Due to overwhelming public response, the Contemporary China Centre is pleased to announce the moving of the event “Racism and Orientalism: An online roundtable on racialised discourse on COVID-19” on 30 Apr to a bigger hosting platform and more tickets are now available on Eventbrite.
Contemporary China Centre
School of Humanities
University of Westminster
We are delighted to introduce this week’s essay on coronavirus in China, especially written for us by A Yi and translated by Dylan Levi King.
I lack the knowledge and scientific expertise to offer any opinion on the new coronavirus epidemic. I have been watching the numbers, trying to grasp what experts are saying, and observing the responses of various governments, but none of that has allowed me to form a clear, coherent conclusion. In my birthplace of Jiangxi, only one death has so far been attributed to a case of pneumonia related to the coronavirus. In Fujian, too, the death toll stands at one. I don’t know whether those low numbers are due to particularly effective local efforts to fight the virus, the epidemic striking those two provinces with diminished ferocity, or a combination of both factors. Someday, I am sure, objective conclusions will be reached on the epidemic. Continue reading →
A checkpoint in the Chinese city Suifenhe, across the border from Russia, on Tuesday. Credit…Agence France-Presse — Getty Images
Chinese officials have imposed new limits on movement in some northern parts of the country following a spate of new coronavirus infections, in a sign of how difficult it will be to fully recover from an outbreak that virtually paralyzed the country.
The restrictions imposed over the past week include the city of Harbin, a city of 10 million in northeastern China where a number of new infections have been reported. Other cities in the region have also imposed restrictions, which include preventing outsiders from visiting other neighborhoods and warning residents to stay away from high-risk areas.
The new limits came after the authorities reported dozens of new infections, according to Chinese state media, all of which experts said were linked to the return of Chinese nationals from Russia and the United States. Though the numbers officially disclosed have been modest so far, it is not clear that the spread has been entirely contained. Continue reading →
Zhao Junxia. Yuan Ling in Xinjiang helping harvest corn at a family he interviewed for his book Silent Children, undated
Yuan Ling is a border-crosser: between village and city, academia and journalism, mainstream and underground—a writer who is sometimes censored but usually measured (or ambiguous) enough to be published in China.
His concern for China’s marginalized members of society is directly related to his personal biography. Born in 1973, he grew up in an impoverished mountainous region of Shaanxi province. With a mother who was illiterate, a father who was a local doctor, Yuan’s upbringing gave him an outsider’s perspective on Chinese society—and a desire to penetrate more deeply into questions of injustice and exclusion than was possible with his first profession, journalism.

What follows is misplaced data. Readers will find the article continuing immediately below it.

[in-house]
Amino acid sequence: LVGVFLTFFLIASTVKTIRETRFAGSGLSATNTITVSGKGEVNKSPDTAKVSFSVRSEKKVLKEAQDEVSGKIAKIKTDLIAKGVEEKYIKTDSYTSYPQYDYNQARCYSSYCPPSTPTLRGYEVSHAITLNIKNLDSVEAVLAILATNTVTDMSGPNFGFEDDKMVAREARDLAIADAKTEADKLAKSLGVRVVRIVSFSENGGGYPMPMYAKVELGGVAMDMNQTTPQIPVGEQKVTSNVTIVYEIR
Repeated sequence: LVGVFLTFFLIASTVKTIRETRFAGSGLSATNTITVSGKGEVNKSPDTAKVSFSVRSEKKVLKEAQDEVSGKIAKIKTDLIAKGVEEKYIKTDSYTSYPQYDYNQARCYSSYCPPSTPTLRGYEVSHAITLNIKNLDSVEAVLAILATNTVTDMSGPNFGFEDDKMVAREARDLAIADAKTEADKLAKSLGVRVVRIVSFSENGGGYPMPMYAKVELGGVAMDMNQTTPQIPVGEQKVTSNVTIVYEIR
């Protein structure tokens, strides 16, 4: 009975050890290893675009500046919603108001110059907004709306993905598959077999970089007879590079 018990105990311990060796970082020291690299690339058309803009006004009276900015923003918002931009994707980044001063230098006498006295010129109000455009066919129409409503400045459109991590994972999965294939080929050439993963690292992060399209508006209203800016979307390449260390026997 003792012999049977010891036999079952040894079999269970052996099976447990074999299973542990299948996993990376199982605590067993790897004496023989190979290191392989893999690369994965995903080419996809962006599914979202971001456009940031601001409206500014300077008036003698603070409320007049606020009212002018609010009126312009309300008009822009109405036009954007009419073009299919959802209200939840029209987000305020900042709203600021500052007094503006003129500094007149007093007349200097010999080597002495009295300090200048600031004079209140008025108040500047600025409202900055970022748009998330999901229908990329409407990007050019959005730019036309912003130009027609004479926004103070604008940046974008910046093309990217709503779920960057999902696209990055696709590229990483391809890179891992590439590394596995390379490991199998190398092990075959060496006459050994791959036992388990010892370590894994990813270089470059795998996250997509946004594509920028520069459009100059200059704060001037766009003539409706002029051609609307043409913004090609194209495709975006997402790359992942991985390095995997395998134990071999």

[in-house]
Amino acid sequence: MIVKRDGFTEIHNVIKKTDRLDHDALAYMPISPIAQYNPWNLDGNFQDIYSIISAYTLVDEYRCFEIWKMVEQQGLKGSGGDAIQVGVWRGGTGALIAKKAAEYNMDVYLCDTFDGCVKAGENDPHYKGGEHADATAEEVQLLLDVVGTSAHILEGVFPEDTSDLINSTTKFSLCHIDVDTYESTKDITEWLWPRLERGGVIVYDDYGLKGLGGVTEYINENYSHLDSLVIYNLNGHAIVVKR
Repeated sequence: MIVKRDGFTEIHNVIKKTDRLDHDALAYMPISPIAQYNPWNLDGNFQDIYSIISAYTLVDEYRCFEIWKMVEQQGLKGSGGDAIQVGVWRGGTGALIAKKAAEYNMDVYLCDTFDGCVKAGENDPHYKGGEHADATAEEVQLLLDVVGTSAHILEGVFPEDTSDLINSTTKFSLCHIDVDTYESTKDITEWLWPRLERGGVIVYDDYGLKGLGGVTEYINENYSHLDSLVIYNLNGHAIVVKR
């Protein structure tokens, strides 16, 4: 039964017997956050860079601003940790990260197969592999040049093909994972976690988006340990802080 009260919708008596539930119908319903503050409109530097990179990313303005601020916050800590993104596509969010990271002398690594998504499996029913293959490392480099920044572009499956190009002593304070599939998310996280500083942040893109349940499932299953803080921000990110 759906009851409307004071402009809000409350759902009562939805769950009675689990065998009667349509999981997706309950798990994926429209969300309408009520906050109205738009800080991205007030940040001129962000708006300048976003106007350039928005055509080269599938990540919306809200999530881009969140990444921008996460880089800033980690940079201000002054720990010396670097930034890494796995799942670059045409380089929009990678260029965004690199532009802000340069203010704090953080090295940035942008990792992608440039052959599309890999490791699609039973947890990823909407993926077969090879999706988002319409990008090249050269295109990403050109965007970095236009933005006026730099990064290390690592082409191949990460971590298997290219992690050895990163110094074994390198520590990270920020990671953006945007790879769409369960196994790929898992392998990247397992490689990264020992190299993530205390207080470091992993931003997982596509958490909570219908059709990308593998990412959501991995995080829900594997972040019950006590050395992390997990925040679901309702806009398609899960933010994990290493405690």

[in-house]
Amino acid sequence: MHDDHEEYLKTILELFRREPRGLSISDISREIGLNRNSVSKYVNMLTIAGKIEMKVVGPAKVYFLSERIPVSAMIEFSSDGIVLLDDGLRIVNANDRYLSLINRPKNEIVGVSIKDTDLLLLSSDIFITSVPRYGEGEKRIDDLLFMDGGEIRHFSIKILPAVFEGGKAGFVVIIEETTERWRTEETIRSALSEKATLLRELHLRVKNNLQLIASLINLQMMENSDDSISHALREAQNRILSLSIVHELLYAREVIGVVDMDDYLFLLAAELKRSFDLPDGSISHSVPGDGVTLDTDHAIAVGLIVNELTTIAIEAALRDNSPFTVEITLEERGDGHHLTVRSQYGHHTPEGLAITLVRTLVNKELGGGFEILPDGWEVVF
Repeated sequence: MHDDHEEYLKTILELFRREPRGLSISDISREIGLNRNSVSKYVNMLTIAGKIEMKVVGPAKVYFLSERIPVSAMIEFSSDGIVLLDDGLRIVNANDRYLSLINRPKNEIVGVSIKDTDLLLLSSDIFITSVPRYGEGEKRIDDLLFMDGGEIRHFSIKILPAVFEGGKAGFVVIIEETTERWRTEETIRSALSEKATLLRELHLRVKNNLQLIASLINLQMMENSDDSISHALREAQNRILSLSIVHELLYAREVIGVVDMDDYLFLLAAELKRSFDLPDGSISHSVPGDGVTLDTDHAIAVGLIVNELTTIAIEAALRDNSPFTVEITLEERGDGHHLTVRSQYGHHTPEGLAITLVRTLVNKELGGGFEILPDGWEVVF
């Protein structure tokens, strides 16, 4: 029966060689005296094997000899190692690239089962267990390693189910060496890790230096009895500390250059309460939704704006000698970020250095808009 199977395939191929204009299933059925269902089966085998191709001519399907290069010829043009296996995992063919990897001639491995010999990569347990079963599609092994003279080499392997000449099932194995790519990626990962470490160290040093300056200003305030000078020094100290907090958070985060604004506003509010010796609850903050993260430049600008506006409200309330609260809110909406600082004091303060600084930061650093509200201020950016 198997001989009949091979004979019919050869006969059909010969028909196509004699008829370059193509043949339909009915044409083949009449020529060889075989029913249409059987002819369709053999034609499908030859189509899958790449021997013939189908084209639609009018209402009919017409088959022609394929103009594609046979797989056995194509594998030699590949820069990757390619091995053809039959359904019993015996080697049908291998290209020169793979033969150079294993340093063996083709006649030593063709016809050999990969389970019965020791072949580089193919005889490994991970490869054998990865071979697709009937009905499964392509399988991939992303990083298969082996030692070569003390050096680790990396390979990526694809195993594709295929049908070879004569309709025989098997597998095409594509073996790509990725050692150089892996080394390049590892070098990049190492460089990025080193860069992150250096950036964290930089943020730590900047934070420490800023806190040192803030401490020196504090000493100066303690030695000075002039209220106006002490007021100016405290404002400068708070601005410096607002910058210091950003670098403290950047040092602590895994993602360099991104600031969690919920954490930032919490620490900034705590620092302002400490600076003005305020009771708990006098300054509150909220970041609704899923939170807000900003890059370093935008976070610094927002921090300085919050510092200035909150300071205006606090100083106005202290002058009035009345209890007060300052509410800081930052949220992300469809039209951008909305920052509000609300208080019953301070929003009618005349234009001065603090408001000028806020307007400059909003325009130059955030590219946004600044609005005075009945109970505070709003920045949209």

He tested into university in the provincial capital, Xi’an, and then worked for some of China’s best-known media, including Caixin, Phoenix Weekly, Sina, and Beijing News. It was while at Beijing News in 2003 that he wrote one of the first investigative articles on how the reckless use of steroids on sufferers of an earlier Chinese epidemic, SARS, had led to chronic health problems for thousands of people. Other long-form journalistic work delved into topics as varied as the revival of opium planting, problems at the Three Gorges Dam, and the physical abuse of women at a notorious labor camp. Continue reading →
Although not focused on China, this piece by Turkish writer Orhan Pamuk on Western literary representations of pandemic, is quite relevant, I think, to list members.–Kirk
Source: NYT (4/23/20) What the Great Pandemic Novels Teach Us People have always responded to epidemics by spreading rumor and false information and portraying the disease as foreign and brought in with malicious intent.
By Orhan Pamuk
Quaker Solomon Eagle, who “prophesied evil tidings” during the Great Plague of London in 1665. Engraving from Daniel Defoe’s “A Journal of the Plague Year.” Credit…Davenport after Cruikshank/SSPL, via Getty Images
ISTANBUL — For the past four years I have been writing a historical novel set in 1901 during what is known as the third plague pandemic, an outbreak of bubonic plague that killed millions of people in Asia but not very many in Europe. Over the last two months, friends and family, editors and journalists who know the subject of that novel, “Nights of Plague,” have been asking me a barrage of questions about pandemics.
They are most curious about similarities between the current coronavirus pandemic and the historical outbreaks of plague and cholera. There is an overabundance of similarities. Throughout human and literary history what makes pandemics alike is not mere commonality of germs and viruses but that our initial responses were always the same. Continue reading →
Carrie Lam, Hong Kong’s chief executive, during a news conference on Tuesday. Most of the questions she faced were about Beijing’s actions. Credit…Vincent Yu/Associated Press
HONG KONG — As the world has been engulfed by the coronavirus pandemic, the authorities in Hong Kong have arrested prominent pro-democracy figures in politics, civil society and the media, waging a broad crackdown on the demonstrations that convulsed the city last year.